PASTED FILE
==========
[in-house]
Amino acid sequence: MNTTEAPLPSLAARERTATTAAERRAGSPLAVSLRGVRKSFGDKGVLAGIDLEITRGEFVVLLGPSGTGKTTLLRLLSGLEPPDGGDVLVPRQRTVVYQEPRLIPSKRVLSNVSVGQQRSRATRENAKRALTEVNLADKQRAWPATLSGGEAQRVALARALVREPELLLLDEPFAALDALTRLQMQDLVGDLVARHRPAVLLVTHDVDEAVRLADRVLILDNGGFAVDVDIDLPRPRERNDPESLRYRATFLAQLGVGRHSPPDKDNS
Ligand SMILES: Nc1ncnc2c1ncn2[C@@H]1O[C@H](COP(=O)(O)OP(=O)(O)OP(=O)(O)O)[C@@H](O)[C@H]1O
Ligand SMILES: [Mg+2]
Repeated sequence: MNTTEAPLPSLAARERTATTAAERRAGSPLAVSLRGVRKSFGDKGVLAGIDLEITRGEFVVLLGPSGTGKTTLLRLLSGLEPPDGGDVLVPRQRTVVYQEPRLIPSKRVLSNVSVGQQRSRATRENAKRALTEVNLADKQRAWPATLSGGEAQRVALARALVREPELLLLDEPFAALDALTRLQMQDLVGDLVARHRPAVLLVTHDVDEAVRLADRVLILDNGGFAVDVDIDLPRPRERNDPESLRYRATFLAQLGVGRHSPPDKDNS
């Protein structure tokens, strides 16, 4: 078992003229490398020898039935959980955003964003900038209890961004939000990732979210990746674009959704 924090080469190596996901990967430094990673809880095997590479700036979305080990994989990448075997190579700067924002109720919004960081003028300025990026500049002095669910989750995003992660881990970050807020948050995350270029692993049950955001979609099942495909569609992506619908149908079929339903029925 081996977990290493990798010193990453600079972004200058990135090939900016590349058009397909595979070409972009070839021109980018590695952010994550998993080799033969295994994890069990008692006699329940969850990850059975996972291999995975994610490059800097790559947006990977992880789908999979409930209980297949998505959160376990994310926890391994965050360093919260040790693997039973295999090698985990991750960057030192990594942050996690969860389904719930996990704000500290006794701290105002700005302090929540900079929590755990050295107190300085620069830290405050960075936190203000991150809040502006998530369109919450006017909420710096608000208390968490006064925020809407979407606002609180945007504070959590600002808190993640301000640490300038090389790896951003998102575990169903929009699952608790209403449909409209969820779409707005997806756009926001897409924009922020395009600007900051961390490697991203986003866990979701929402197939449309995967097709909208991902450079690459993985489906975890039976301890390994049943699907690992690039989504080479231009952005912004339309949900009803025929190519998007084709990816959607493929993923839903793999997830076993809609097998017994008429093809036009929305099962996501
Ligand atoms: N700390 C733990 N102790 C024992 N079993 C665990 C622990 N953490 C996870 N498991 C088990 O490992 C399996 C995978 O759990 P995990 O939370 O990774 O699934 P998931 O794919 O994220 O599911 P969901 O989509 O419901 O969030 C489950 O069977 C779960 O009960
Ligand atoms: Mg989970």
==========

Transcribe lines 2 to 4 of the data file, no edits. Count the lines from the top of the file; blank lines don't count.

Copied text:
Amino acid sequence: MNTTEAPLPSLAARERTATTAAERRAGSPLAVSLRGVRKSFGDKGVLAGIDLEITRGEFVVLLGPSGTGKTTLLRLLSGLEPPDGGDVLVPRQRTVVYQEPRLIPSKRVLSNVSVGQQRSRATRENAKRALTEVNLADKQRAWPATLSGGEAQRVALARALVREPELLLLDEPFAALDALTRLQMQDLVGDLVARHRPAVLLVTHDVDEAVRLADRVLILDNGGFAVDVDIDLPRPRERNDPESLRYRATFLAQLGVGRHSPPDKDNS
Ligand SMILES: Nc1ncnc2c1ncn2[C@@H]1O[C@H](COP(=O)(O)OP(=O)(O)OP(=O)(O)O)[C@@H](O)[C@H]1O
Ligand SMILES: [Mg+2]